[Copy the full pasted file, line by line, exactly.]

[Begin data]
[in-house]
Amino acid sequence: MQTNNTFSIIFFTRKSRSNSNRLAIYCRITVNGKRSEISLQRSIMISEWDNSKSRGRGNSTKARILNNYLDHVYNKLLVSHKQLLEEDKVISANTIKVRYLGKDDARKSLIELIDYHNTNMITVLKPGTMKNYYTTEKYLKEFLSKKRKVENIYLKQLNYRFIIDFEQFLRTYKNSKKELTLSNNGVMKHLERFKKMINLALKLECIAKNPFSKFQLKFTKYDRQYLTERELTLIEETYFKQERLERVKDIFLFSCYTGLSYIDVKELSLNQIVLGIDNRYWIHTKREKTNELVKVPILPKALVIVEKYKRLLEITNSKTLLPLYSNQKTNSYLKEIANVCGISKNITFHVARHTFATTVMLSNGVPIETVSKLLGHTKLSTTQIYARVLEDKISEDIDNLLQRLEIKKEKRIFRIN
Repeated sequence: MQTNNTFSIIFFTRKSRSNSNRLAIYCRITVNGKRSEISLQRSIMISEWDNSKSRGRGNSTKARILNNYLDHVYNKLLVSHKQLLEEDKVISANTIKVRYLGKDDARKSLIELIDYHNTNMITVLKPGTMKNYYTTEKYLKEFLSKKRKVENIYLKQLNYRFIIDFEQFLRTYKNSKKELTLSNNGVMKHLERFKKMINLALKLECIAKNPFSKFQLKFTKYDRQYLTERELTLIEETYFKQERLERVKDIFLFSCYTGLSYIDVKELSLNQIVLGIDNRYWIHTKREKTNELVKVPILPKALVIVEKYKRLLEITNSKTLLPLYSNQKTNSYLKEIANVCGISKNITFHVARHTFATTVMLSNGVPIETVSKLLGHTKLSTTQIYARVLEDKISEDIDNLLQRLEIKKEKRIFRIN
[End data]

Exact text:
[in-house]
Amino acid sequence: MQTNNTFSIIFFTRKSRSNSNRLAIYCRITVNGKRSEISLQRSIMISEWDNSKSRGRGNSTKARILNNYLDHVYNKLLVSHKQLLEEDKVISANTIKVRYLGKDDARKSLIELIDYHNTNMITVLKPGTMKNYYTTEKYLKEFLSKKRKVENIYLKQLNYRFIIDFEQFLRTYKNSKKELTLSNNGVMKHLERFKKMINLALKLECIAKNPFSKFQLKFTKYDRQYLTERELTLIEETYFKQERLERVKDIFLFSCYTGLSYIDVKELSLNQIVLGIDNRYWIHTKREKTNELVKVPILPKALVIVEKYKRLLEITNSKTLLPLYSNQKTNSYLKEIANVCGISKNITFHVARHTFATTVMLSNGVPIETVSKLLGHTKLSTTQIYARVLEDKISEDIDNLLQRLEIKKEKRIFRIN
Repeated sequence: MQTNNTFSIIFFTRKSRSNSNRLAIYCRITVNGKRSEISLQRSIMISEWDNSKSRGRGNSTKARILNNYLDHVYNKLLVSHKQLLEEDKVISANTIKVRYLGKDDARKSLIELIDYHNTNMITVLKPGTMKNYYTTEKYLKEFLSKKRKVENIYLKQLNYRFIIDFEQFLRTYKNSKKELTLSNNGVMKHLERFKKMINLALKLECIAKNPFSKFQLKFTKYDRQYLTERELTLIEETYFKQERLERVKDIFLFSCYTGLSYIDVKELSLNQIVLGIDNRYWIHTKREKTNELVKVPILPKALVIVEKYKRLLEITNSKTLLPLYSNQKTNSYLKEIANVCGISKNITFHVARHTFATTVMLSNGVPIETVSKLLGHTKLSTTQIYARVLEDKISEDIDNLLQRLEIKKEKRIFRIN